Erika is a midwestern girl now living in western Washington. She has a 3 year old son, a serious coffee addiction, and is one of the co-founders of Sham of the Perfect.
Where can we find you online (Website, Facebook, Instagram)?
What’s your favorite lens for shooting this type of work? And do you have any accessories you just love (filter, bag, camera strap, etc.)?
My Sigma 35mm and my Sigma 24mm are my go-to lenses. One of them is almost always on my camera. I also recently fitted my camera with a Heritage Herringbone hand strap, which has been a total lifesaver. My hands are small and I shoot with a Nikon D700 which is a bit of a beast so the hand strap makes it possible for me to shoot with one hand while feeling secure. My other fave accessory is my circular polarizing filter. We live near the water so having the filter to cut down glare from water and retain a little extra color in the sky is indispensable.
What are you drawn to document? Is there a particular composition, technique, or mood you love?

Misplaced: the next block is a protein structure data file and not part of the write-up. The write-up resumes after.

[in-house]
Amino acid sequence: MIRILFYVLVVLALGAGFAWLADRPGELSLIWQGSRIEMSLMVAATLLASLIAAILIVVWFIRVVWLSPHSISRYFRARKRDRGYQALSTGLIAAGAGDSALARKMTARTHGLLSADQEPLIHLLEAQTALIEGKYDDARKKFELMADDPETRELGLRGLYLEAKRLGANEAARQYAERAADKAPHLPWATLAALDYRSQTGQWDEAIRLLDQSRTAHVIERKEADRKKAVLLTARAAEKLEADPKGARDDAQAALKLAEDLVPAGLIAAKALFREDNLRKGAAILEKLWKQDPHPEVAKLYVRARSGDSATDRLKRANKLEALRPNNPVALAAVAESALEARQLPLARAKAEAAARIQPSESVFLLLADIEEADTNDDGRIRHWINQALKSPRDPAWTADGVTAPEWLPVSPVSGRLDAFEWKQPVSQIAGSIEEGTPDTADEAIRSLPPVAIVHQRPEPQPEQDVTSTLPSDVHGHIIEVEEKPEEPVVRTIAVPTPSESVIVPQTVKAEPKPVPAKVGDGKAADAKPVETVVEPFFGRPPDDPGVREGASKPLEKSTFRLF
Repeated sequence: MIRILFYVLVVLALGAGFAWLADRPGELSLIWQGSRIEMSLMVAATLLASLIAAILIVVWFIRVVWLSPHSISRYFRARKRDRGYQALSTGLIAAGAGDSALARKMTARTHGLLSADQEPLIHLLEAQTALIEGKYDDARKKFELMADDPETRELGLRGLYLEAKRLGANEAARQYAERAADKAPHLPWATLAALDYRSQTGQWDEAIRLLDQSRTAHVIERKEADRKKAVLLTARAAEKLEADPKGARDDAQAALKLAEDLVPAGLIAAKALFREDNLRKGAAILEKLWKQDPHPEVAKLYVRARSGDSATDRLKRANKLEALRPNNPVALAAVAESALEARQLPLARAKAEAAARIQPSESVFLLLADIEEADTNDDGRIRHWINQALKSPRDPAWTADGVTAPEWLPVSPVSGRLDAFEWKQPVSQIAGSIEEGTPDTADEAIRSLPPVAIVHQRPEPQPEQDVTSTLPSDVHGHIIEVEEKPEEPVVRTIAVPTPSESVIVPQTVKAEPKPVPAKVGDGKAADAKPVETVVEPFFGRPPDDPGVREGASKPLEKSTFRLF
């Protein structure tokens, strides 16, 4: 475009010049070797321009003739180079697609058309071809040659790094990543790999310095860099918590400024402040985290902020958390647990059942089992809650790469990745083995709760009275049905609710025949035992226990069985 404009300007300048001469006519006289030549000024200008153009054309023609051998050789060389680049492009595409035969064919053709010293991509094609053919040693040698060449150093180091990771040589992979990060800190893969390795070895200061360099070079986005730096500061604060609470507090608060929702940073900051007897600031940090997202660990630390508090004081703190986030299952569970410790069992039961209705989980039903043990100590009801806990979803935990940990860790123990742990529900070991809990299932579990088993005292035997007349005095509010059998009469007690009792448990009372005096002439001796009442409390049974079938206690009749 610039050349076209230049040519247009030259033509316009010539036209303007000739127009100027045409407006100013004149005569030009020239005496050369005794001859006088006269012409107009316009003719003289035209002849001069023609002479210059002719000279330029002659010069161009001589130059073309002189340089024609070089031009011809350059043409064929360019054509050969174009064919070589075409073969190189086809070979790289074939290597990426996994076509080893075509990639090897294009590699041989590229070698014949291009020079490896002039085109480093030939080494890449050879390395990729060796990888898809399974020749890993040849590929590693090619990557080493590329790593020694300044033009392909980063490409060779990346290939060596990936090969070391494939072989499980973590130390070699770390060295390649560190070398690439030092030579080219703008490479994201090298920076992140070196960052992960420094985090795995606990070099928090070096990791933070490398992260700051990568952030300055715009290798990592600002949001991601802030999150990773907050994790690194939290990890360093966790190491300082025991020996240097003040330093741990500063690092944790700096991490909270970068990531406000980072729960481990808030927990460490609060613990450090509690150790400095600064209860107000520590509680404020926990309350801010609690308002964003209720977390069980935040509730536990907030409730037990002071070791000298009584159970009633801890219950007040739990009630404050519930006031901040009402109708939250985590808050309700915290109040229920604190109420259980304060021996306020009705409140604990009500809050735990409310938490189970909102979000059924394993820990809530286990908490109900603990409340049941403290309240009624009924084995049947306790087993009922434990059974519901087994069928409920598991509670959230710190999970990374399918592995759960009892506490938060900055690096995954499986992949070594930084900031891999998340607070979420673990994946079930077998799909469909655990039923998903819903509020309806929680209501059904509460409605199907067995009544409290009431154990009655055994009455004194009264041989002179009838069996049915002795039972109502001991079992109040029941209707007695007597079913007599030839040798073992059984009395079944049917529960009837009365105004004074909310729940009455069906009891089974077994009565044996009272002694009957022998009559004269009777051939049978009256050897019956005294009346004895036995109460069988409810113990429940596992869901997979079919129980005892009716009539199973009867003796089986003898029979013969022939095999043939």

I love capturing humor, juxtapositions, and interactions between people. I’m also a sucker for bold compositions using lines and negative space.
What is the most valuable tip you have learned in pursuit of shooting in a more documentary style?
Consider the overall scene first. Then, figure out how your subject fits in that scene.
Why is storytelling photography important to you? Why do you feel compelled to shoot with this approach?
Storytelling has always been what photography is about for me. The camera is a way to present life in the most honest way possible. If I wanted to create a beautiful, immaculate scene, I’d take up drawing or painting. I want to show life as it is. I want to portray truth as much as possible.
Shooting this way allows me to validate my perspective on life as well as providing visual supplements to the stories of where I have been what my family’s life has been like.
Briefly tell us about your journey into family documentary photography.
I remember always being drawn to documentary images growing up, but once I took a basic film class in college (as a part of a journalism/communications degree) I was totally hooked. I continued to shoot as a hobbyist for the next several years, picking up my first DSLR in 2007. In fall of 2013 the time was finally right for me to open a small business. As I started taking clients my work was certainly more heavily lifestyle, although my heart always with more documentary work. As I’ve become more confident in business my work has quickly shifted to being as documentary as my personal work has always been.